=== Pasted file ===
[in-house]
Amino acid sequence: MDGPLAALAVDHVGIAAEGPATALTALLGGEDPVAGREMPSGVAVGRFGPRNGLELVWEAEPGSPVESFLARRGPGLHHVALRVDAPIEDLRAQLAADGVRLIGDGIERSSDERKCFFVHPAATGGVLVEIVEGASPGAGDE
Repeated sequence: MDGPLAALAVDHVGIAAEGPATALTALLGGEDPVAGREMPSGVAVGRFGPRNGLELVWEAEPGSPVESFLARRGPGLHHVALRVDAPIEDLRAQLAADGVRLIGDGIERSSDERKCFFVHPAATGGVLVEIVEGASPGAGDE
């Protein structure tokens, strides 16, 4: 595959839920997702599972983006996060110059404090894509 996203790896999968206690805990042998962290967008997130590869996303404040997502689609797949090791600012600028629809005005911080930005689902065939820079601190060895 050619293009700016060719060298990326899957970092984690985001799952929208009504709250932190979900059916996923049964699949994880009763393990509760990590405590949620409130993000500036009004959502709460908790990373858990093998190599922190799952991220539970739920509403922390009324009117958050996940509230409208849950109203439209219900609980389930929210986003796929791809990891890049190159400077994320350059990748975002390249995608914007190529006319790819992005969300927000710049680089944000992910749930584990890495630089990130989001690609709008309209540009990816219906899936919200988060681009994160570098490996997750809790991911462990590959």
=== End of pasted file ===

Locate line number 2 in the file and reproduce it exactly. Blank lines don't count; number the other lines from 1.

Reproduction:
Amino acid sequence: MDGPLAALAVDHVGIAAEGPATALTALLGGEDPVAGREMPSGVAVGRFGPRNGLELVWEAEPGSPVESFLARRGPGLHHVALRVDAPIEDLRAQLAADGVRLIGDGIERSSDERKCFFVHPAATGGVLVEIVEGASPGAGDE